Ten years afterward the same thing had to be done over again. This time it was accomplished under the leadership of Caius Gracchus brother of Tiberius; but it was not enough that he should restore the land law that had been secured by his brother. That law, even while it was being worked at its best, was satisfactory to but few of its beneficiaries. The law was restored, it is true, but the prospect of leaving Rome, and going perhaps to some distant part of Italy to engage in hard work, was not much of a temptation to men who had spent any length of time in Rome, involved in its political strifes, and whose principal desire was to obtain money and the means of subsistence with as little work as possible. It required something more than the restoration of the land law to satisfy these, and Caius granted it.
With the “enthusiastic-clapping” of every pair of poor hands in Rome, he secured the passage of a law decreeing that there should be established in Rome, public granaries to be filled and maintained at the cost of the State, and that from these the wheat should be sold to the poor citizens, at a merely nominal price. This law applied only to Rome, because in Rome the elections were held. “The effect was to gather into the city a mob of needy, unemployed voters, living on the charity of the State, to crowd the circus and to clamor at the elections, available no doubt immediately to strengthen the hands of the popular tribune, but certain in the long run to sell themselves to those who could bid highest for their voices.”—Froude.
This same thing was repeated over and over before the government became merged in an emperor. In fact it became necessary to repeat it; because, although it was easy enough to distribute the land, it was not so easy to keep it distributed. Those to whom the land was given lived far beyond their means and as the public granaries were open and the poor citizen could get the main part of his living for nothing those who received the land for nothing were not likely to cultivate habits of economy. Their lands were soon mortgaged and at last forfeited, falling back into the hands of the capitalists who, in the nature of things, at each successive turn became monopolists.
Thus at last the distribution of the land became an old story, the distribution of grain still remained a fixture, and as money had to be paid by the government in order to give to the citizen either land or grain, there next naturally grew up the demand that the money should be given direct to the citizen, and in the eyes of demagogy, political necessity justified this step. Cesar gave to each soldier about one thousand dollars, and to each citizen about twenty dollars with house rent free for a year. In addition to this he provided a magnificent feast for the citizens who were supported by the public grants of grain. Twenty-two thousand tables were spread with the richest viands from which the two hundred thousand State paupers feasted, while from hogsheads the finest wine flowed freely.
Then came Augustus, the Emperor in whom was merged all that pertained to the State and the people. He was parens patrie. So long as Rome was in the full tide of conquest subduing populous and wealthy countries, levying upon them enormous tributes, robbing their treasuries, and rifling their temples, there was always money in the Roman treasury to furnish the lands, the grain, or even the ready money, which occasion might demand. But when the era of conquest ceased, as it did with Augustus, then also ceased the abundant supply of money. So far from the demands ceasing, however, they went on as before. As the demands were imperative, the money had to be secured from some source, and as now it could no longer be secured by conquest, it had to be secured by other means and other means were employed.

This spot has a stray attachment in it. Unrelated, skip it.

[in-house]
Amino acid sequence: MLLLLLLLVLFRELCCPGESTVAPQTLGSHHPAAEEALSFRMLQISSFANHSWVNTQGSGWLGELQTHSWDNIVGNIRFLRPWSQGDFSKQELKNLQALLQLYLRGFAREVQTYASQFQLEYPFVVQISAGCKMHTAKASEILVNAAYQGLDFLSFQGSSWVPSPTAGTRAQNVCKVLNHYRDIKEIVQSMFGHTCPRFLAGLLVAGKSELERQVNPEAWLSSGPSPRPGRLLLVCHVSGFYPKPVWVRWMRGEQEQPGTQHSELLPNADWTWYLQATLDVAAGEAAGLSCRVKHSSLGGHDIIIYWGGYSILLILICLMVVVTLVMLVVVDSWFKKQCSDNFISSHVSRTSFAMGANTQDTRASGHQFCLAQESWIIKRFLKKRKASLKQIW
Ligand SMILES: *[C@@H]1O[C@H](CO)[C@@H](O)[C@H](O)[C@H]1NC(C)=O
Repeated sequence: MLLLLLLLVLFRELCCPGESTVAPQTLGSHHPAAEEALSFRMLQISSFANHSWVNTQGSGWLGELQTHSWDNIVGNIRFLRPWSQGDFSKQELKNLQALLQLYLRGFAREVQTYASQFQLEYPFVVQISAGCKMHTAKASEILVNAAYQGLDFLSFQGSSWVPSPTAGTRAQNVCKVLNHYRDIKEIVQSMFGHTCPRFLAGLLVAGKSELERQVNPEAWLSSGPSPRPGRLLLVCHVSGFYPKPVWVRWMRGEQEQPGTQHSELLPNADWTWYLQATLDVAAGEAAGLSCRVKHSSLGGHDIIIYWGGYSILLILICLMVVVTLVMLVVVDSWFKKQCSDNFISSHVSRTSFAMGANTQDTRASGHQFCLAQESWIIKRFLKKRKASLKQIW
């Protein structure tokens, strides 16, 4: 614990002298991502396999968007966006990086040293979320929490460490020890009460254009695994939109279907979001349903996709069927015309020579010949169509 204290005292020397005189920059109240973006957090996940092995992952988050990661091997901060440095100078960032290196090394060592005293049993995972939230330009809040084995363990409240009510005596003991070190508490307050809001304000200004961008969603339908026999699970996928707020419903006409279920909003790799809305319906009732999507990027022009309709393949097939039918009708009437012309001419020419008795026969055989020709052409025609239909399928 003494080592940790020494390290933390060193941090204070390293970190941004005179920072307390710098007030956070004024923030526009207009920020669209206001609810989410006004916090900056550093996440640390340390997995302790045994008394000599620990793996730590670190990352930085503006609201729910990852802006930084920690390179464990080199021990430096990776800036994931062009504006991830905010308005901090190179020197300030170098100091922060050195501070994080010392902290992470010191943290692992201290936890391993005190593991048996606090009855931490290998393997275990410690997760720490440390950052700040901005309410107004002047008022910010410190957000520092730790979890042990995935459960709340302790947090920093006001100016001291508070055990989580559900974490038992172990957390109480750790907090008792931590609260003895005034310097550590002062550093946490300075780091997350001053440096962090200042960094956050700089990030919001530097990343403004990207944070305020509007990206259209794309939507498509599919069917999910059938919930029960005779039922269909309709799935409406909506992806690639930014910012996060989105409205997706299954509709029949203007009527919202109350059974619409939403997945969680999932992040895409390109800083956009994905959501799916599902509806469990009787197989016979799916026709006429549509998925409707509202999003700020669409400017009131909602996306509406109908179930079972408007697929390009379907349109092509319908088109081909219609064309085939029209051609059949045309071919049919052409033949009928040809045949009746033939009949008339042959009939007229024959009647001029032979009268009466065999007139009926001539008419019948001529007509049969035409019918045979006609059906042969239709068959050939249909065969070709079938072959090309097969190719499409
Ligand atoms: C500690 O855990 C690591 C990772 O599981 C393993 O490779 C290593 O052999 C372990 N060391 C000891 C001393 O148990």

During the reign of Augustus there was need of money by many classes. The regular and legal system of taxation did not furnish enough, and logically enough confiscation was the next step. And why not? Was not the Emperor the father of the people? And may not the father divide up the patrimony amongst the children? If some of the children have abundance and others have little or none, may not the father see that there is an equable distribution? It is the father’s office to care for the children. The Emperor in the exercise of his office of parents patrie did just this thing. Accordingly says Suetonius, “as often as large sums of money came into his possession, by means of confiscations, he would lend it free of interest, for a fixed term to such as could give security for double of what was borrowed.” Tiberius continued the same practice, for says the same author, “after the example of Augustus and to satisfy the clamors of the people, he loaned money without interest for three years to all who wanted to borrow.”
But the parens patrie had not enough money to supply all who wanted to borrow; accordingly, “he first compelled all money-lenders to advance two-thirds of their capital on land; and the debtors to pay off at once the same proportion of their debts. And still there were many who wanted to borrow. Five million dollars was yet required, and in order to obtain it he turned his mind to sheer robbery. It is certain that Cneius Lentulus, the augur, a man of vast estate, was so terrified by his threats and importunities that he was obliged to make him his heir…. Several persons, likewise, of the first distinction in Gaul, Spain, Syria, and Greece, had their estates confiscated upon such despicably trifling and Shameless pretensions, that against some of them no other charge was preferred than that they held large sums of ready money as part of their property.”
This was Rome. Such was the system of government to which the Supreme Court of the United States appealed for guidance in the decision which we have considered. And such was the exercise of the dignity of parens patrie by the government which originated it, and from which, through the British copy, the dignity has now  been adopted as a distinct feature of the Government of the United States.